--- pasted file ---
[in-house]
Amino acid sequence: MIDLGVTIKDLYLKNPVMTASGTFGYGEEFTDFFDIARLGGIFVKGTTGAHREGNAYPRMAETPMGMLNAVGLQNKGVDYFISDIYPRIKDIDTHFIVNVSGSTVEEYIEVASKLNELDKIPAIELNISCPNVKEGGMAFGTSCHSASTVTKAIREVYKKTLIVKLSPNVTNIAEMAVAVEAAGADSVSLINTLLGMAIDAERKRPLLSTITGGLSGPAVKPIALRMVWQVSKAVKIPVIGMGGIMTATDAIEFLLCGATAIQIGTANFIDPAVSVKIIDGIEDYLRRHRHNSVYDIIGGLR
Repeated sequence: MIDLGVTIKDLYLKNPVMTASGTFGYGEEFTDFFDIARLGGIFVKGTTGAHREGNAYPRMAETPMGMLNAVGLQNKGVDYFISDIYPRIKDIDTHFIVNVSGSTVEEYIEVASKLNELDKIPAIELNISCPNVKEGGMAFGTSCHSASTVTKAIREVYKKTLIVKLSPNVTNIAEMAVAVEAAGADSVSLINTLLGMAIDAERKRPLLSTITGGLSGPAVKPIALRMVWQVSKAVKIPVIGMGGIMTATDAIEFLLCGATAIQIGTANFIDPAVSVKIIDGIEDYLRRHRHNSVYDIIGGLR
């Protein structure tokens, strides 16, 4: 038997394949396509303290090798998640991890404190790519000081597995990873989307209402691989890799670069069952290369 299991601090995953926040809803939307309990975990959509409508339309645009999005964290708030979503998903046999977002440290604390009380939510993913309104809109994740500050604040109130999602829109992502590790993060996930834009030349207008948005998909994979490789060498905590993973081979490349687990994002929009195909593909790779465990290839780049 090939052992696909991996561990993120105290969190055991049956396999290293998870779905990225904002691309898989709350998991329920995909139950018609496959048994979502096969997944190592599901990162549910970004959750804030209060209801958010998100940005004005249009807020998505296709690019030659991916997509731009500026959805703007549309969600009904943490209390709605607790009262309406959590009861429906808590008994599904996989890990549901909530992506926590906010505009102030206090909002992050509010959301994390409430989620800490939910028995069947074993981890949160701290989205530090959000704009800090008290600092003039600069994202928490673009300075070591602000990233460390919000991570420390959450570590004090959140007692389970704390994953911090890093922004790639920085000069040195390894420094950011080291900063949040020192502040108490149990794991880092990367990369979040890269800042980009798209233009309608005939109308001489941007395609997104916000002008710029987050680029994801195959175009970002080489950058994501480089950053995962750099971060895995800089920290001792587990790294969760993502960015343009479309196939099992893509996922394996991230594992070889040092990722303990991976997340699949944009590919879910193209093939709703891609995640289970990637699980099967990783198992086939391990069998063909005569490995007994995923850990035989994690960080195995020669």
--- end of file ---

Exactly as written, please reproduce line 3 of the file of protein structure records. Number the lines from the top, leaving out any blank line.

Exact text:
Repeated sequence: MIDLGVTIKDLYLKNPVMTASGTFGYGEEFTDFFDIARLGGIFVKGTTGAHREGNAYPRMAETPMGMLNAVGLQNKGVDYFISDIYPRIKDIDTHFIVNVSGSTVEEYIEVASKLNELDKIPAIELNISCPNVKEGGMAFGTSCHSASTVTKAIREVYKKTLIVKLSPNVTNIAEMAVAVEAAGADSVSLINTLLGMAIDAERKRPLLSTITGGLSGPAVKPIALRMVWQVSKAVKIPVIGMGGIMTATDAIEFLLCGATAIQIGTANFIDPAVSVKIIDGIEDYLRRHRHNSVYDIIGGLR